Sunday, June 21, 2020

“The Cost of Discipleship”




Today, our gospel message comes to us from the 10th chapter of Matthew, beginning with the 24th verse, “The cost of discipleship.”

“The student is not above the teacher, nor a servant above his master. It is enough for students to be like their teachers, and servants like their masters. If the head of the house has been called Beelzebul, how much more the members of his household!

“So do not be afraid of them, for there is nothing concealed that will not be disclosed, or hidden that will not be made known. What I tell you in the dark, speak in the daylight; what is whispered in your ear, proclaim from the roofs. Do not be afraid of those who kill the body but cannot kill the soul. Rather, be afraid of the One who can destroy both soul and body in hell. Are not two sparrows sold for a penny? Yet not one of them will fall to the ground outside your Father’s care. And even the very hairs of your head are all numbered. So don’t be afraid; you are worth more than many sparrows.

“Whoever acknowledges me before others, I will also acknowledge before my Father in heaven. But whoever disowns me before others, I will disown before my Father in heaven.

“Do not suppose that I have come to bring peace to the earth. I did not come to bring peace, but a sword. 35 For I have come to turn “‘a man against his father, a daughter against her mother, a daughter-in-law against her mother-in-law—a man’s enemies will be the members of his own household.’

“Anyone who loves their father or mother more than me is not worthy of me; anyone who loves their son or daughter more than me is not worthy of me. Whoever does not take up their cross and follow me is not worthy of me. Whoever finds their life will lose it, and whoever loses their life for my sake will find it. (Matthew 10:24-39)

Father, You sent your Word to bring us truth and your Spirit to make us holy. Through them, we come to know the mystery of your life. Help us worship you, one God in three persons, And reveal yourself in the depths of our being, by proclaiming and living our faith in you. Grant this through our Lord Jesus Christ, your Son, who lives and reigns with you and the Holy Spirit, one God forever and ever. Amen.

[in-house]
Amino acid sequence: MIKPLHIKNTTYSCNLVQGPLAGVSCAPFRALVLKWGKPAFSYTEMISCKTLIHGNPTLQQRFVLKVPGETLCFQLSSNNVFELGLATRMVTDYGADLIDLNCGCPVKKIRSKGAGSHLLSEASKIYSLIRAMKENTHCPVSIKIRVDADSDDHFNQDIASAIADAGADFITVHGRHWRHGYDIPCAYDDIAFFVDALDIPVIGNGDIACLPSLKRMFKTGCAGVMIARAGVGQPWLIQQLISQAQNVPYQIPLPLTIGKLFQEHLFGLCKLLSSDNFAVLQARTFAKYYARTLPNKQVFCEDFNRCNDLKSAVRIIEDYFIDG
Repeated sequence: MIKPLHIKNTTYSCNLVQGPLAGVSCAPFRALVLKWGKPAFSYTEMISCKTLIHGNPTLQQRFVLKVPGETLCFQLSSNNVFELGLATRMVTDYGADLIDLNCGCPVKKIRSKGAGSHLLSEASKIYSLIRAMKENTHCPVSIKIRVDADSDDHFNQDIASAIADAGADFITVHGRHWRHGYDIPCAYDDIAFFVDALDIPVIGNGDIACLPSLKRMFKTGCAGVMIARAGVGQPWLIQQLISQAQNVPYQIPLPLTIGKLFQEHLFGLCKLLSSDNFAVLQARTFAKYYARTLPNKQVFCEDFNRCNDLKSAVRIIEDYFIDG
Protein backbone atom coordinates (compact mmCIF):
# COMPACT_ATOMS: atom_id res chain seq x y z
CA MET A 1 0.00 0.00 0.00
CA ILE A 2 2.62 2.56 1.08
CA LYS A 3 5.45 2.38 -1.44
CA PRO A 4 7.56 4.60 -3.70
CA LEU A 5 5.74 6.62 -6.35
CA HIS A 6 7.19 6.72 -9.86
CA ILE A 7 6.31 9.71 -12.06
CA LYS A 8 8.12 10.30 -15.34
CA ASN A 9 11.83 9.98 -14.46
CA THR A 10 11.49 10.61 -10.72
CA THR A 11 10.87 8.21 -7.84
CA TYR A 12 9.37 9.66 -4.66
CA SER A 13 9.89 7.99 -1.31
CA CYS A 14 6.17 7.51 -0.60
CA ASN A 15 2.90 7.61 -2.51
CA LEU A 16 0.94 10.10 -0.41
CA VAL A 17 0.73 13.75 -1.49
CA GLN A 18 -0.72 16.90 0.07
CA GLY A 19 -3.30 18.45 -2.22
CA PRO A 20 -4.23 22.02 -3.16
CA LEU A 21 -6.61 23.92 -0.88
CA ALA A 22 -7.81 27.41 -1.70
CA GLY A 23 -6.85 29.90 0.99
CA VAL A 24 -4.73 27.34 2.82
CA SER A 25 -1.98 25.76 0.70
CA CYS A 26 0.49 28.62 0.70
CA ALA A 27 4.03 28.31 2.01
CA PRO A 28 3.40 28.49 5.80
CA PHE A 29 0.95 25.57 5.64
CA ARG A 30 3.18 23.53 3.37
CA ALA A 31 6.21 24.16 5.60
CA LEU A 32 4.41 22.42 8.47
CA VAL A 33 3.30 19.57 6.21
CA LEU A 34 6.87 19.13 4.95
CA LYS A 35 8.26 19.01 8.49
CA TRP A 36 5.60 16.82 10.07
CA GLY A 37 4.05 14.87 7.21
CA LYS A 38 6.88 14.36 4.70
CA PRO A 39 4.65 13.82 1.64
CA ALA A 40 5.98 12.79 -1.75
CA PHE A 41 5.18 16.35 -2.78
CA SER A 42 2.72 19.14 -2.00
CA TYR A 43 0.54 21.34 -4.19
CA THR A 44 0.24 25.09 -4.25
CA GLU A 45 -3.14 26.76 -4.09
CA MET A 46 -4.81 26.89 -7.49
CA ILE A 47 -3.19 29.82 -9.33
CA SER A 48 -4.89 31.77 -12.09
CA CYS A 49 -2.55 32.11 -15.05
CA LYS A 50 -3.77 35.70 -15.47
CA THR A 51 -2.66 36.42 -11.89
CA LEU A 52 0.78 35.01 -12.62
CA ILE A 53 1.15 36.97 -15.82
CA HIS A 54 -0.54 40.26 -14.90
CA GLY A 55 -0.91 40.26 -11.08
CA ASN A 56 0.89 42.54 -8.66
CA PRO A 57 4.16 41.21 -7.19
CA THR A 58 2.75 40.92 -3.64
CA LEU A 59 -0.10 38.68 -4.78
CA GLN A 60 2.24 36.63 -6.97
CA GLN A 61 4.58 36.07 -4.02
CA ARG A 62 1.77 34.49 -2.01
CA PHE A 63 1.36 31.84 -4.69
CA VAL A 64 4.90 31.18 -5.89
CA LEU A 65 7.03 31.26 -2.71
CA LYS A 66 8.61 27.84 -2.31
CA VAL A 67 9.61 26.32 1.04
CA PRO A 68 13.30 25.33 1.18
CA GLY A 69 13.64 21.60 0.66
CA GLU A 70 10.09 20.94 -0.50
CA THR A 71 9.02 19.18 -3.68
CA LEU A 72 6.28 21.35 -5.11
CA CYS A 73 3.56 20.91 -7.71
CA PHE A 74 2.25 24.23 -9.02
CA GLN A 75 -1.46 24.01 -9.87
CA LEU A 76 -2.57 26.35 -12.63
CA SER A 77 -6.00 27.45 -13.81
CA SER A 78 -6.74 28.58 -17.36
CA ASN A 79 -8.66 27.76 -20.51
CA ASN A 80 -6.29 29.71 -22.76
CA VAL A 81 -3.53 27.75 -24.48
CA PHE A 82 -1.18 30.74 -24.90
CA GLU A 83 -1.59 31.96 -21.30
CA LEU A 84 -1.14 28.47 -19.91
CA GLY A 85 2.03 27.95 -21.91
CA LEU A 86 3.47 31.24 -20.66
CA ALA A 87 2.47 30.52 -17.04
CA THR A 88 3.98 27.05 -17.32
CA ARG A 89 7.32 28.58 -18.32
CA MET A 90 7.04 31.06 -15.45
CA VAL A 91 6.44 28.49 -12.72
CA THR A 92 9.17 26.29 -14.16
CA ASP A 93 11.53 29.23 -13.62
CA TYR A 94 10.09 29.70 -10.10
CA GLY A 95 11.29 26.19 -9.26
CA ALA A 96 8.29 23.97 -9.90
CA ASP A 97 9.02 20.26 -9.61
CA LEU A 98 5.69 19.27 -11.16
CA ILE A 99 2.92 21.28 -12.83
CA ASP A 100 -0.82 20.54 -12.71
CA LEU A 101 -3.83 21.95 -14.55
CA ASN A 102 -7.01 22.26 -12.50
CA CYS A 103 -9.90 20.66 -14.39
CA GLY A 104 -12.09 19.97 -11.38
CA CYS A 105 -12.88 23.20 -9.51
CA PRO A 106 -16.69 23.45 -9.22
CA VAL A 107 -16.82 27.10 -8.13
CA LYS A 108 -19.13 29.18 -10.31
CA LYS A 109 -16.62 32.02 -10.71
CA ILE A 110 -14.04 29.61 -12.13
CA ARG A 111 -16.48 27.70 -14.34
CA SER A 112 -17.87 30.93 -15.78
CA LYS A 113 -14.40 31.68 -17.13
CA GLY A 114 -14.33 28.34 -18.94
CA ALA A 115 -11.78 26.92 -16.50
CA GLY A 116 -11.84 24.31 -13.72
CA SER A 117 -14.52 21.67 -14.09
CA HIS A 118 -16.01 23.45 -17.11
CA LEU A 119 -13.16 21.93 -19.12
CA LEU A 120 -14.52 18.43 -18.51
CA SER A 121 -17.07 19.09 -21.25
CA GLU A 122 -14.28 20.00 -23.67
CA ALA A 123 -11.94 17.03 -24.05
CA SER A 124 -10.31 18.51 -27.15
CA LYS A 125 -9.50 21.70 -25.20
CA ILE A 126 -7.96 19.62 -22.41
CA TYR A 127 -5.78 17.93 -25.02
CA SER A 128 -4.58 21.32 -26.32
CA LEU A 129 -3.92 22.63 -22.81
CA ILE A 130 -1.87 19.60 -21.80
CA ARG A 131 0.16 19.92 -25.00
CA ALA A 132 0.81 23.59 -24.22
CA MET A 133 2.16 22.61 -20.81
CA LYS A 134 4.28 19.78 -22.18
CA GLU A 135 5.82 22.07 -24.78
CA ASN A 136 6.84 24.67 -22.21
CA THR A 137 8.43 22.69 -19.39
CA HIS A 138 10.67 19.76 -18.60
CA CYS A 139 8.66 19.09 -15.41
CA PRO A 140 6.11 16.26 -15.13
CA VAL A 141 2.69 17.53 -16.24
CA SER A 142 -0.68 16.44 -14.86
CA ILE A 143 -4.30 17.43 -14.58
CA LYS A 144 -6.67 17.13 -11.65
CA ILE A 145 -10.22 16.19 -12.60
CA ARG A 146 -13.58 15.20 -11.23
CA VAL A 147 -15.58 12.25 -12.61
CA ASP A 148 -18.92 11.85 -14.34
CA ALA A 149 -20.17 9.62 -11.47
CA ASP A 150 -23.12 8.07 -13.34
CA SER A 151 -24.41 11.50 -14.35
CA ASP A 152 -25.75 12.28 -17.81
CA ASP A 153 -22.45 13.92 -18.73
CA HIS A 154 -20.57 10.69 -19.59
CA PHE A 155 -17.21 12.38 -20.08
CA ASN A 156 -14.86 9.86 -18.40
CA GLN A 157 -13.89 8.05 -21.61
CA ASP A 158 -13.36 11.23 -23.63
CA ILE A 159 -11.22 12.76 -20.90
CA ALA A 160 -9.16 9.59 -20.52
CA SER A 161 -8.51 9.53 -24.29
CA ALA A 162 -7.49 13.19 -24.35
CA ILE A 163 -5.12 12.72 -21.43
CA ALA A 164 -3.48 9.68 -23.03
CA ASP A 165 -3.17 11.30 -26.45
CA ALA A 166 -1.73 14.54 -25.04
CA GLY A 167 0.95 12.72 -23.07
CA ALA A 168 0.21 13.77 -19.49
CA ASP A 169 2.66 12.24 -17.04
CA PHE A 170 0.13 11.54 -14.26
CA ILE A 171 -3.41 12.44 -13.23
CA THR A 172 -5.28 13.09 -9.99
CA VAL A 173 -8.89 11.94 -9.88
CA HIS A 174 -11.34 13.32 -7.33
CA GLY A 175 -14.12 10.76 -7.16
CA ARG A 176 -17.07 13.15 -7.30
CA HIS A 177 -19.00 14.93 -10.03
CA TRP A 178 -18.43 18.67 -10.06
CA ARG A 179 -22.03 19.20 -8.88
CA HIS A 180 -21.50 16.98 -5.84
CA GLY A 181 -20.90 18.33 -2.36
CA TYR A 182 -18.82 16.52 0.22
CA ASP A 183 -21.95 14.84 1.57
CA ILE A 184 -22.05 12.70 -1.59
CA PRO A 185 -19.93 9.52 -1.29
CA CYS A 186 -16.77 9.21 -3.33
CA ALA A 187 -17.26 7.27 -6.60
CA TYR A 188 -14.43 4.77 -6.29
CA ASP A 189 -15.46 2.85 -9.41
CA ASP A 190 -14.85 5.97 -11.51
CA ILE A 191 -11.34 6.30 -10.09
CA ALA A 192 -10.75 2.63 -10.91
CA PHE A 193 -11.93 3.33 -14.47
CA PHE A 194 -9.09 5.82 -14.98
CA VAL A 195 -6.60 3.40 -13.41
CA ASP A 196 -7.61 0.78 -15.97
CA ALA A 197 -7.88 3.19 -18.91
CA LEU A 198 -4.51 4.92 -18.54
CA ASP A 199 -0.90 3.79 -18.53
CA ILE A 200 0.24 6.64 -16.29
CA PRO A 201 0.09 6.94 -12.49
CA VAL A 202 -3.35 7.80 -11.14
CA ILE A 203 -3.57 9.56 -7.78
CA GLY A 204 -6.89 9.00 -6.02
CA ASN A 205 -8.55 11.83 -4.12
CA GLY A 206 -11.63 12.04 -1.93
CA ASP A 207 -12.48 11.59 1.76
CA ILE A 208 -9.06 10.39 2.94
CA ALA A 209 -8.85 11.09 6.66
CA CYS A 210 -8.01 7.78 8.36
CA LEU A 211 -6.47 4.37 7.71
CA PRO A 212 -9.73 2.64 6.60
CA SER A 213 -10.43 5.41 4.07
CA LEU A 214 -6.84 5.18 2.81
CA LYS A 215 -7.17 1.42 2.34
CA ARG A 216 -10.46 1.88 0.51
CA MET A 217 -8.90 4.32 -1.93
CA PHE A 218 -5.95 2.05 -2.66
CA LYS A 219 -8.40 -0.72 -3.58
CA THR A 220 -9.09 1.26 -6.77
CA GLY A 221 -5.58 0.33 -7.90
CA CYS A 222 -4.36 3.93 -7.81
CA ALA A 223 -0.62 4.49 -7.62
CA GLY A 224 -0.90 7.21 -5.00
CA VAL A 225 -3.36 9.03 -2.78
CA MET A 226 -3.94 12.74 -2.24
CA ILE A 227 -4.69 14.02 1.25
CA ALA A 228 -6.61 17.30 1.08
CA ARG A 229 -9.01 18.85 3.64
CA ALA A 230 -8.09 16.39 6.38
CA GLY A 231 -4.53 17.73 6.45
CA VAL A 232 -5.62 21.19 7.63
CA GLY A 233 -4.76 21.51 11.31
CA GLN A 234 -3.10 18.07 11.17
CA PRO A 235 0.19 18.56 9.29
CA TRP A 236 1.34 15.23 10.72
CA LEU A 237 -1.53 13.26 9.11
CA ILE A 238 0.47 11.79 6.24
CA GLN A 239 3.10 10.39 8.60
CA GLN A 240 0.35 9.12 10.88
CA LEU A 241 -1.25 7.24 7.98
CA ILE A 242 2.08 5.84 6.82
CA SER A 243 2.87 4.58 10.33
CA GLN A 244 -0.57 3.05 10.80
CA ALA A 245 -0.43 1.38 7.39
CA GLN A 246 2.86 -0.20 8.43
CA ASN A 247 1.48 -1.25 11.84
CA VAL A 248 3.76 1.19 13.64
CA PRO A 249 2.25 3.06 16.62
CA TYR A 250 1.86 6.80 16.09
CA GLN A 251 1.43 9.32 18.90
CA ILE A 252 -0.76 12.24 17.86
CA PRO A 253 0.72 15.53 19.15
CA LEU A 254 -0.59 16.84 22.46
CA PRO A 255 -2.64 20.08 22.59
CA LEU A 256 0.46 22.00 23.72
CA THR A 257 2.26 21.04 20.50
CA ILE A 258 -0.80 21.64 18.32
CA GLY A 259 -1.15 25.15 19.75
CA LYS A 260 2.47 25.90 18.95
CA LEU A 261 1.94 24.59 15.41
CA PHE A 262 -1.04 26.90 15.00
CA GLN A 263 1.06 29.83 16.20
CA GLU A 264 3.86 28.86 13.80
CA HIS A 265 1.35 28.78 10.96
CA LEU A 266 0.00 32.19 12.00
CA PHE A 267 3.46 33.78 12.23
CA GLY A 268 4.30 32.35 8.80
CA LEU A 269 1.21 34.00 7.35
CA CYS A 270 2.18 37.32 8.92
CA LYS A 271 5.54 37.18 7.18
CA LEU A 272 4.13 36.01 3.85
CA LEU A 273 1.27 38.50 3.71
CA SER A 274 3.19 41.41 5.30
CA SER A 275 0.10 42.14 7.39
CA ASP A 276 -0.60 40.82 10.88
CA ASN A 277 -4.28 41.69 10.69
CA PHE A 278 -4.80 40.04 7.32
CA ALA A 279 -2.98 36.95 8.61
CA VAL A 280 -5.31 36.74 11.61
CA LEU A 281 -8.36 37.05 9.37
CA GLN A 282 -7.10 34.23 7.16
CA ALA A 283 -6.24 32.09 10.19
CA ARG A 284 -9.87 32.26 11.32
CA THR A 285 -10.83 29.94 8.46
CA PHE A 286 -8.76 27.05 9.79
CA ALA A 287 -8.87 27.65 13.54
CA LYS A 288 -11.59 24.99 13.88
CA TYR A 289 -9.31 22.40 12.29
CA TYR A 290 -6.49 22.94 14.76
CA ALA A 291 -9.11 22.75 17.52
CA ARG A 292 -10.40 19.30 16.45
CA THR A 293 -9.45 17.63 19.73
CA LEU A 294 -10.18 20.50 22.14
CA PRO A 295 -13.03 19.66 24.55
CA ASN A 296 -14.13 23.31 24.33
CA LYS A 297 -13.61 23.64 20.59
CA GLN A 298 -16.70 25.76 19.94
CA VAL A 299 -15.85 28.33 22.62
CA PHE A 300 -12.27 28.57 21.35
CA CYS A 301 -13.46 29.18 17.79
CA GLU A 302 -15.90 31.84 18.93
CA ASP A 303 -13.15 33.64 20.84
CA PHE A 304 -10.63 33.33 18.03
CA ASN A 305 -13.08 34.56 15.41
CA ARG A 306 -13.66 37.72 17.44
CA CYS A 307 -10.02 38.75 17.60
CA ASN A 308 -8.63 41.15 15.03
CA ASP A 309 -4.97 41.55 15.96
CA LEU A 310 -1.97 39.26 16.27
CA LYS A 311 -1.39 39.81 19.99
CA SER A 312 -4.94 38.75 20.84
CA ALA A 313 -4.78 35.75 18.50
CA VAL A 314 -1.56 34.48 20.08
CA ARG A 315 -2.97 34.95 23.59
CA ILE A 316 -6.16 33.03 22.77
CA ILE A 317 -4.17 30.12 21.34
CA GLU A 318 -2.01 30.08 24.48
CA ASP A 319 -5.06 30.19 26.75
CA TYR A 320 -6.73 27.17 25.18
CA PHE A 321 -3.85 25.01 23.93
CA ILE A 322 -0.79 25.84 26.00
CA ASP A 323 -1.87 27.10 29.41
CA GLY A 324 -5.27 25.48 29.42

“The Cost of Discipleship”

There is an old, old story about a couple that was walking out of church one Sunday morning when the wife suddenly turned to her husband and said to him, “John, did you see the strange hat Mrs. O’Brien was wearing in Church today?” Without hesitation, John said to her, “No, honey, I did not!” as he continued to walk to the car.

Frustrated at her husband’s lack of response, she said to him, “Well, did you notice that Mr. Smith badly needs a hair cut?” “No, I did not!” John again replied as he opened the car door for her to get inside.

Disturbed now at her husband’s lack of interest, she waited until her husband got behind the wheel of the car before she said to him, “You know dear, sometimes I wonder IF you get anything out of going to Church.”

And the moral of the story is this: “Sometimes people get different things out of going to Church, depending upon what they expect to receive when they get there.”

Well, sometimes people not only get different things out of going to Church but can even be shocked at what they hear being said at Church even when what they hear is a direct quote from our Lord and Savior Jesus Christ.

Take our reading from the Gospel, according to Matthew, for example. Listen to these words: “Do not suppose that I have come to bring peace to the earth. I did not come to bring peace, but a sword. For I have come to turn ‘a man against his father, a daughter against her mother, a daughter-in-law against her mother-in-law—a man’s enemies will be the members of his own household.’”

Now I don’t know about you, but at first glance, these words from Jesus appear to be out of character for Him. After all, we know and love Jesus as the Prince of Peace, and as the one who greets His disciples “Peace Be With You,” and as the one that teaches us to love our neighbors as we love ourselves. So these words can be shocking and troubling to us.

But upon closer examination, these words are appropriate because Jesus is urging His disciples not to be afraid of passing on the “Good News” of the gospel. For you see, after Jesus had called His disciples together to send them out into the mission field, Jesus warned them of the costs of being associated with Him.